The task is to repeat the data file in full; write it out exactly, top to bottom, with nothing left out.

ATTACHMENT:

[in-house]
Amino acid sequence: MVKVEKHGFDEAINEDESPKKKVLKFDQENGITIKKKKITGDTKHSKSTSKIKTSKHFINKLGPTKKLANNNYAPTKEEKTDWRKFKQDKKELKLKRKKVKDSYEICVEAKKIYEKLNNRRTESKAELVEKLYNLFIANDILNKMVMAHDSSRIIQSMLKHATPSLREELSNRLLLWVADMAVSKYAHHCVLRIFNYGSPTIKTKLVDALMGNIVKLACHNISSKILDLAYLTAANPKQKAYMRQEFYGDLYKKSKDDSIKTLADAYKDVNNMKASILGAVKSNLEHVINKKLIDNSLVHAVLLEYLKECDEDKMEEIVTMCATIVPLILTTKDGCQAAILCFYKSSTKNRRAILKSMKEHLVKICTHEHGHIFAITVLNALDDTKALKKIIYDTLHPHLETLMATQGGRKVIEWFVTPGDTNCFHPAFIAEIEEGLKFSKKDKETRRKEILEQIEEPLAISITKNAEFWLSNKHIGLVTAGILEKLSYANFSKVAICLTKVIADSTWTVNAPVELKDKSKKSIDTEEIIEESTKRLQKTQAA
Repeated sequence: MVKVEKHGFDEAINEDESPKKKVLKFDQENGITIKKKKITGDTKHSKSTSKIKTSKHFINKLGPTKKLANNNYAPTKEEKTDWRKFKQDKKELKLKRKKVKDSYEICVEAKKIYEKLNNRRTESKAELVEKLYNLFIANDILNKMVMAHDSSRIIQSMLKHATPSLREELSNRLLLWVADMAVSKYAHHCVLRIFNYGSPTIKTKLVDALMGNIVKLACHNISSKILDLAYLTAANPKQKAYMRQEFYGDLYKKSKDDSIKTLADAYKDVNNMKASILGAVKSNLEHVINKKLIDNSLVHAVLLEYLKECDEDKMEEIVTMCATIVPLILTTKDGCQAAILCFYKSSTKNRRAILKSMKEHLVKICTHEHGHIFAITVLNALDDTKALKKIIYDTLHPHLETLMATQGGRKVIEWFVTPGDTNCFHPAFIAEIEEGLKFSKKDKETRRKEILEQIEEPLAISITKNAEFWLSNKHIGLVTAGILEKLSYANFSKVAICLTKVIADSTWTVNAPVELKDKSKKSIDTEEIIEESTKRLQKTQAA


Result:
[in-house]
Amino acid sequence: MVKVEKHGFDEAINEDESPKKKVLKFDQENGITIKKKKITGDTKHSKSTSKIKTSKHFINKLGPTKKLANNNYAPTKEEKTDWRKFKQDKKELKLKRKKVKDSYEICVEAKKIYEKLNNRRTESKAELVEKLYNLFIANDILNKMVMAHDSSRIIQSMLKHATPSLREELSNRLLLWVADMAVSKYAHHCVLRIFNYGSPTIKTKLVDALMGNIVKLACHNISSKILDLAYLTAANPKQKAYMRQEFYGDLYKKSKDDSIKTLADAYKDVNNMKASILGAVKSNLEHVINKKLIDNSLVHAVLLEYLKECDEDKMEEIVTMCATIVPLILTTKDGCQAAILCFYKSSTKNRRAILKSMKEHLVKICTHEHGHIFAITVLNALDDTKALKKIIYDTLHPHLETLMATQGGRKVIEWFVTPGDTNCFHPAFIAEIEEGLKFSKKDKETRRKEILEQIEEPLAISITKNAEFWLSNKHIGLVTAGILEKLSYANFSKVAICLTKVIADSTWTVNAPVELKDKSKKSIDTEEIIEESTKRLQKTQAA
Repeated sequence: MVKVEKHGFDEAINEDESPKKKVLKFDQENGITIKKKKITGDTKHSKSTSKIKTSKHFINKLGPTKKLANNNYAPTKEEKTDWRKFKQDKKELKLKRKKVKDSYEICVEAKKIYEKLNNRRTESKAELVEKLYNLFIANDILNKMVMAHDSSRIIQSMLKHATPSLREELSNRLLLWVADMAVSKYAHHCVLRIFNYGSPTIKTKLVDALMGNIVKLACHNISSKILDLAYLTAANPKQKAYMRQEFYGDLYKKSKDDSIKTLADAYKDVNNMKASILGAVKSNLEHVINKKLIDNSLVHAVLLEYLKECDEDKMEEIVTMCATIVPLILTTKDGCQAAILCFYKSSTKNRRAILKSMKEHLVKICTHEHGHIFAITVLNALDDTKALKKIIYDTLHPHLETLMATQGGRKVIEWFVTPGDTNCFHPAFIAEIEEGLKFSKKDKETRRKEILEQIEEPLAISITKNAEFWLSNKHIGLVTAGILEKLSYANFSKVAICLTKVIADSTWTVNAPVELKDKSKKSIDTEEIIEESTKRLQKTQAA